Book Review: Super Freakonomics

I read Freakonomics a couple of years ago and was eager to get my hands on the new book, SuperFreakonomics. I managed to snag a copy at a Walden Books (RIP) that was closing in Chicago a few months ago. This book was a touch edgier than the first one, which was a bit out of my comfort zone to begin with. The first book spent quite a bit of time talking about drug dealers while this one gave the inside scoop on prostitution.

The subtitle of the book is: Global cooling, patriotic prostitutes, and why suicide bombers should buy life insurance. With a subtitle like that you can imagine my heart skipped a beat when I got stopped by airport security to have my bag full of books inspected one by one. Fortunately the “SUICIDE BOMBERS” phrase did not catch their attention.

The premise of the book is to show how that not every conclusion is as simple as seeing a few facts and making assumptions. The first book was subtitled A rogue economist explores the hidden side of everything and gives you an idea that the purpose of these books is not really to solve any specific problem, but to let you know that sometimes there is much more to an issue than what you might first conclude. Some of the topics discussed in the book I imagine are, or will be, subjects of much discussion since the authors contradict conventional wisdom and popular myths in several areas. One of the controversial topics I hoped would be in the book was the subject of a TED Talk that one of the authors, Steven Levitt, gave a couple of years ago. He shows the power of scare tactics and powerful lobbyists. In that talk Levitt goes against what we “know is true” about the effectiveness of car seats compared to seat belts.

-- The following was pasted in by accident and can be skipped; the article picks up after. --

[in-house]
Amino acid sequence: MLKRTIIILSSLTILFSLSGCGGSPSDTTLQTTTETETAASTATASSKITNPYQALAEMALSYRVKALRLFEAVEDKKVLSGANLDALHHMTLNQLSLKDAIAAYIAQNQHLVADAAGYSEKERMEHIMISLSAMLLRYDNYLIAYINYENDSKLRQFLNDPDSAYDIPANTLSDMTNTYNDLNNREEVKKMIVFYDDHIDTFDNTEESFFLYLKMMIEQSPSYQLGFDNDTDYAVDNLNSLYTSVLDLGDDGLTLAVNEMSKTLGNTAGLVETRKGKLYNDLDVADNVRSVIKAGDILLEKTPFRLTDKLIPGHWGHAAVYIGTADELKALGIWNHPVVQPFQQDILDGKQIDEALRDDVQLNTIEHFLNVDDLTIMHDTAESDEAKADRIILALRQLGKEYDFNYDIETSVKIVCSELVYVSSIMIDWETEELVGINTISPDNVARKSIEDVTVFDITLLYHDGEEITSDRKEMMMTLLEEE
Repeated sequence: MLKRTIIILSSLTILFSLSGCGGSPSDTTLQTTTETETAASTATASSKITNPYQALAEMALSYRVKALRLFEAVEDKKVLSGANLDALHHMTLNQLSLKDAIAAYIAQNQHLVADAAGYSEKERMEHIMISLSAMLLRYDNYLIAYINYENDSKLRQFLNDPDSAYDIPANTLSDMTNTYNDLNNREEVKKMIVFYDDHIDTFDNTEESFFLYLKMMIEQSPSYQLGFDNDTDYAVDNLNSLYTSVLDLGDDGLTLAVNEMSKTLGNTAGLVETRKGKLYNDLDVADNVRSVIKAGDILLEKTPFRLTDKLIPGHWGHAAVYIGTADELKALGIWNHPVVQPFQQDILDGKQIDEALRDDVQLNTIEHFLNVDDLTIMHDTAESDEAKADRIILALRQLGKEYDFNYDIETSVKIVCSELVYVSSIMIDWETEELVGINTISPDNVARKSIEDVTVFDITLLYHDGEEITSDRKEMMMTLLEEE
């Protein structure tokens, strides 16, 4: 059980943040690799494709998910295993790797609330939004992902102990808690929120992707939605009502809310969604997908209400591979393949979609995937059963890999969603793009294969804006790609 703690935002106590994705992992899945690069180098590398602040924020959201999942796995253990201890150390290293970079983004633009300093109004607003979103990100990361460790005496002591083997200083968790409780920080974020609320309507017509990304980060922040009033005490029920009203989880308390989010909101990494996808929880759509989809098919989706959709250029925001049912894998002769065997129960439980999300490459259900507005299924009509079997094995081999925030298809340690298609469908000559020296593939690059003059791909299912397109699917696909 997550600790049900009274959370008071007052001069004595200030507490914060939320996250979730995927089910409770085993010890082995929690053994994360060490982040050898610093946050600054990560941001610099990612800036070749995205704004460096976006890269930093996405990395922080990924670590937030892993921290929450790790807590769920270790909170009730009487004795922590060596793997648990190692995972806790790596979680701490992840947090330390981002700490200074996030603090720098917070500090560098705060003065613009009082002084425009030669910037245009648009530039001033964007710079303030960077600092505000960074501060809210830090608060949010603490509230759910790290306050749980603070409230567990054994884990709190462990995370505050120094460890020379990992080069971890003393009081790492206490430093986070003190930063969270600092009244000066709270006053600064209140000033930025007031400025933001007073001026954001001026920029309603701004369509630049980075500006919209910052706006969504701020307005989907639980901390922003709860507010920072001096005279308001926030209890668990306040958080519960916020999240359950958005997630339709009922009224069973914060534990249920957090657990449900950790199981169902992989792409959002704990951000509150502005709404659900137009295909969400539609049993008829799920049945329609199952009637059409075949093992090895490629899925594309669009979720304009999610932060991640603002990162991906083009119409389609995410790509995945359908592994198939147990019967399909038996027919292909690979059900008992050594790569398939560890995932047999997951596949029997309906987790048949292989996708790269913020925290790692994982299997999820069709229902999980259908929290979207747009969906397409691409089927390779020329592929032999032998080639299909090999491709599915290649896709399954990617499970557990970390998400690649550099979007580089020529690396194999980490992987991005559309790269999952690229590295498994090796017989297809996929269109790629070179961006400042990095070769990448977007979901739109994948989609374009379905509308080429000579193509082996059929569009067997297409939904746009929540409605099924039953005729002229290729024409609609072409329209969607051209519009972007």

I enjoyed the book, but I have to say it is not for sensitive eyes. I had to make sure no one was reading over my shoulders at different points in the book. It is quite graphic in some areas. I don’t know if I can say it is a must read, but I did like many of his conclusions.

SuperFreakonomics, Steven Levitt and Stephen Dubner. William Morrow Publishing. 288 pages. 2009.

Wanna Trade?
I am offering this book to anyone who wants to send me a good book. This is an experiment to see how long it takes to send a book from Argentina to wherever you are and vice versa. Leave a comment with what you have to offer in trade.

4 thoughts on “Book Review: Super Freakonomics”

  1. Do you think that I might get something out of the book you want to trade? If so, then give me type of book you would like in return. You know that the only books I have been reading lately have been about honey bees.

    1. Jim, I did not see your comment before. Sorry for the delay. You suggested a book to me last year I am interested in. Deaf Diaspora. Do you have that one to give away, or do you need to keep it?

      History, business or ministry books are what I read most. I know you have a bunch of those. I will contact you on email to see what we might be able to work out.

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